Milli Vanilli Didn't Sing Its Pop Hits
By The Associated Press
The New York Times
November 16, 1990
The band Milli Vanilli did not do the singing on its debut album, "Girl You Know It's True," which sold seven million copies, the producer and arranger of the hit recording said Wednesday.
"The record company never knew that," said Frank Farian, the German producer of the record. "I never told them anything. Later on, after the record was out, there were some people who raised some questions."
The questions were not answered when the band won a 1989 Grammy for best new artist. Rob Pilatus and Fab Morvan became international stars, lip-synching their way through television and concert appearances.
"Girl You Know It's True" and "Blame It on the Rain" were huge hit singles for the band.
Michael Greene, president of the National Academy of Recording Arts and Sciences, said the band may lose its Grammy.
"If there's been a substantial, fraudulent, misrepresentation of the entity, I think there is a high likelihood that the academy would have to take some action," Mr. Greene said from Los Angeles.
He added that no one had been stripped of a Grammy in its 33 years.
Singers Ask to Sing
Mr. Farian said he decided to make the deception public when the singers told him they wanted to sing on the follow-up to "Girl You Know It's True."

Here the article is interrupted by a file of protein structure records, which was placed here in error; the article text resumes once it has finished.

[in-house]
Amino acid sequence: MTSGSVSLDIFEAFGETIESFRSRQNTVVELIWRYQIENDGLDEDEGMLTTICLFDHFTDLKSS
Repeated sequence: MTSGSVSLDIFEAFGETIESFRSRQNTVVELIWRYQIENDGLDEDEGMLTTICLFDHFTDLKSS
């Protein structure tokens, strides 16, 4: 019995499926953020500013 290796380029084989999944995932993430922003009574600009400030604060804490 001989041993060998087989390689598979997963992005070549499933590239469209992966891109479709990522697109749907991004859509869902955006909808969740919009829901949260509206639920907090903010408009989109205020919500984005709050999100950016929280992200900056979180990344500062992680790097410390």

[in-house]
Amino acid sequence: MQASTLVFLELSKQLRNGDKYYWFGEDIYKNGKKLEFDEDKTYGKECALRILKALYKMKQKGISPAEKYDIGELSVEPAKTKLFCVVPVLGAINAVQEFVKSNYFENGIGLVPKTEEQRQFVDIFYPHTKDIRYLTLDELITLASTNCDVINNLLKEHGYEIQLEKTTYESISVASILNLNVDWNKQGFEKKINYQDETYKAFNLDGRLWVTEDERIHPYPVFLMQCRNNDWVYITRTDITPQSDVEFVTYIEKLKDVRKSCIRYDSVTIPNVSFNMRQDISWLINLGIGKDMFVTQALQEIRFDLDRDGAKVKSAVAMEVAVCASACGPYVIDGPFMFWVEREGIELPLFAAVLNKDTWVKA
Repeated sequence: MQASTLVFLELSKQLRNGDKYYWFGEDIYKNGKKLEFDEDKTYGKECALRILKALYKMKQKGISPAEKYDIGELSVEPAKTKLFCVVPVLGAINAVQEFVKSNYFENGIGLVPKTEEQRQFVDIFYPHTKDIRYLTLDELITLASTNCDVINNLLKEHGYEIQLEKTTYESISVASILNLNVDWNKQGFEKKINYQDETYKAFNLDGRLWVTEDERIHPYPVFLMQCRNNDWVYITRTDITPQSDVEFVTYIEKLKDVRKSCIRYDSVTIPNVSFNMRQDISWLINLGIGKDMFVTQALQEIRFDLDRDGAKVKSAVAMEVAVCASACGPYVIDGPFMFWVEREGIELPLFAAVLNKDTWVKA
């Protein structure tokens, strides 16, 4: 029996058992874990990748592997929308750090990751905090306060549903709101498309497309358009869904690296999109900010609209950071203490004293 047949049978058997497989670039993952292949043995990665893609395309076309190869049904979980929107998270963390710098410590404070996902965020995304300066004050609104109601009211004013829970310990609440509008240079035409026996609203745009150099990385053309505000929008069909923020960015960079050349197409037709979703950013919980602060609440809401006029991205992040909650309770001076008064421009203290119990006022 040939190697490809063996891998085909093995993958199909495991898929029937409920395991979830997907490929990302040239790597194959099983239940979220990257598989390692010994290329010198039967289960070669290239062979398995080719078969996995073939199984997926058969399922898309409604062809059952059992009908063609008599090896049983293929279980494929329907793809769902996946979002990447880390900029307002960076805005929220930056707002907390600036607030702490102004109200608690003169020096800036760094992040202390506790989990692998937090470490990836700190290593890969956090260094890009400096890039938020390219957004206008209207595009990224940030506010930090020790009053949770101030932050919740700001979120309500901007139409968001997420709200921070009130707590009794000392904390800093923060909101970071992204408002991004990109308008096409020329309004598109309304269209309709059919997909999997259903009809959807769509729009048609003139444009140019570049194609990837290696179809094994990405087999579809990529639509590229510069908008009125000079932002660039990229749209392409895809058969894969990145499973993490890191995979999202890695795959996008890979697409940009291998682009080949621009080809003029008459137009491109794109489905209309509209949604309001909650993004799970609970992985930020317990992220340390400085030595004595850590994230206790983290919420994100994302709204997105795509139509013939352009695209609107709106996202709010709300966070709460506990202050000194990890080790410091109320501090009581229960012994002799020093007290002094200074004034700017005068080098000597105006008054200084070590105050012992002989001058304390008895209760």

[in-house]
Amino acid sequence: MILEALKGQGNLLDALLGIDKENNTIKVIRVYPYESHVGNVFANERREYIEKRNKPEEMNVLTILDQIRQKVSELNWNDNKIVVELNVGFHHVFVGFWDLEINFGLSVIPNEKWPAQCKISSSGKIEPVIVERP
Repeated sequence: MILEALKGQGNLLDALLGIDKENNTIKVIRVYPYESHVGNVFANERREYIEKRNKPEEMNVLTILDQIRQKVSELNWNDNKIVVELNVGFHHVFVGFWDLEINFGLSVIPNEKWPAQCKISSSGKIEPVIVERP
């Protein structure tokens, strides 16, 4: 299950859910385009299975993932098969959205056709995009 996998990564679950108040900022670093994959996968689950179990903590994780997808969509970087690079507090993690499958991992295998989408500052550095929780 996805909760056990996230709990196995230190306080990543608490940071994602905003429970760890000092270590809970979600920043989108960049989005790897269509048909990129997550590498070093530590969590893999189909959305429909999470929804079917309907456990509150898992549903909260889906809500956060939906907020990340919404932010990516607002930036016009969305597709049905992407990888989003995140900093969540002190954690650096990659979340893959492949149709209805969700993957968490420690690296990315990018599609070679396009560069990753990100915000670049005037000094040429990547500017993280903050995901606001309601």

"I said, 'No. I don't go for that,' " Mr. Farian said. "Sure, they have a voice, but that's not really what I want to use on my records."
Asked about Mr. Farian's disclosure, Ray Lott, vice president for operations at Arista, the label that sold "Girl You Know It's True," said:
"Embarrassing?" he said. "I don't mean the end justifies the means. But we sold seven million albums."
Mr. Lott said there was no reason to doubt Mr. Farian's report. "I certainly assume the producer would know who sang on the record," he said.
How It Started
Mr. Farian said the idea to hire Mr. Pilatus and Mr. Morvan as front men for the band came to him when they arrived at his studio in Germany shortly after the recording of "Girl You Know It's True."
"It suddenly clicked in my mind, and it was kind of evident: I had the music, there were the people who wanted to perform outside," Mr. Farian said. "And I said, 'Hey, let's put that together and make a great record out of it.' "
Mr. Farian would not say who the real singers were but said they would appear on his next album, not a Milli Vanilli album.
Mr. Lott said Arista was unconcerned about the deception and planned to distribute Mr. Farian's new album.
Copyright 1990 The New York Times Company